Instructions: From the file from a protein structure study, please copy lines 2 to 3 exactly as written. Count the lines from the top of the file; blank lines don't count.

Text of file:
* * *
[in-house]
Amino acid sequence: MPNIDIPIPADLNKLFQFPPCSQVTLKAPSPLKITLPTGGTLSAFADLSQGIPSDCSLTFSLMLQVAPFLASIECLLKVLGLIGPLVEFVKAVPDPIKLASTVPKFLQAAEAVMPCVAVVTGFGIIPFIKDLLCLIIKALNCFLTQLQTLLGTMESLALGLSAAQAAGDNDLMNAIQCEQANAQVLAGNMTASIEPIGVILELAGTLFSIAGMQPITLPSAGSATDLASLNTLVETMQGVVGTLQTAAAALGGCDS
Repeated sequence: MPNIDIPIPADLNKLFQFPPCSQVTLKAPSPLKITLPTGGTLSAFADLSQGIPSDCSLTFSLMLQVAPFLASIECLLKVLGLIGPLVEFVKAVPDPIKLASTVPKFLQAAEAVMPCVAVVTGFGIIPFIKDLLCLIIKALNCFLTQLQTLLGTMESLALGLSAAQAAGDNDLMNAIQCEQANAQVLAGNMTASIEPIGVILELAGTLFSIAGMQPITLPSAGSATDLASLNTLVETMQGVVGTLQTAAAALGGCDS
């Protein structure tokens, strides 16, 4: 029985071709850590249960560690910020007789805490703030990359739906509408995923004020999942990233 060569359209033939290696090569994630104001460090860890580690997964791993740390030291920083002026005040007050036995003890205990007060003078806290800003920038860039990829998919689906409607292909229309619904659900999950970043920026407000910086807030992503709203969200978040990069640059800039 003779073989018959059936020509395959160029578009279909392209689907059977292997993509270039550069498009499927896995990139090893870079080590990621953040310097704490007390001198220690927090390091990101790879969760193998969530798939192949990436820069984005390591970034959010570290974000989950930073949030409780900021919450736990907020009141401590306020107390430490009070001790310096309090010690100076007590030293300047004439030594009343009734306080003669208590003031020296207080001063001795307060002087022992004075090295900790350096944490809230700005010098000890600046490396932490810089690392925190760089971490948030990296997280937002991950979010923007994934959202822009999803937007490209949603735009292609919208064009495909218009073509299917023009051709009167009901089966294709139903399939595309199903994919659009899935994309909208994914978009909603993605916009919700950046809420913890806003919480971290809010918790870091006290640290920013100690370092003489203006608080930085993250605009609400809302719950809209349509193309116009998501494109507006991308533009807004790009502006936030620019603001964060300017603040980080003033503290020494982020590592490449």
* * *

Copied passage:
Amino acid sequence: MPNIDIPIPADLNKLFQFPPCSQVTLKAPSPLKITLPTGGTLSAFADLSQGIPSDCSLTFSLMLQVAPFLASIECLLKVLGLIGPLVEFVKAVPDPIKLASTVPKFLQAAEAVMPCVAVVTGFGIIPFIKDLLCLIIKALNCFLTQLQTLLGTMESLALGLSAAQAAGDNDLMNAIQCEQANAQVLAGNMTASIEPIGVILELAGTLFSIAGMQPITLPSAGSATDLASLNTLVETMQGVVGTLQTAAAALGGCDS
Repeated sequence: MPNIDIPIPADLNKLFQFPPCSQVTLKAPSPLKITLPTGGTLSAFADLSQGIPSDCSLTFSLMLQVAPFLASIECLLKVLGLIGPLVEFVKAVPDPIKLASTVPKFLQAAEAVMPCVAVVTGFGIIPFIKDLLCLIIKALNCFLTQLQTLLGTMESLALGLSAAQAAGDNDLMNAIQCEQANAQVLAGNMTASIEPIGVILELAGTLFSIAGMQPITLPSAGSATDLASLNTLVETMQGVVGTLQTAAAALGGCDS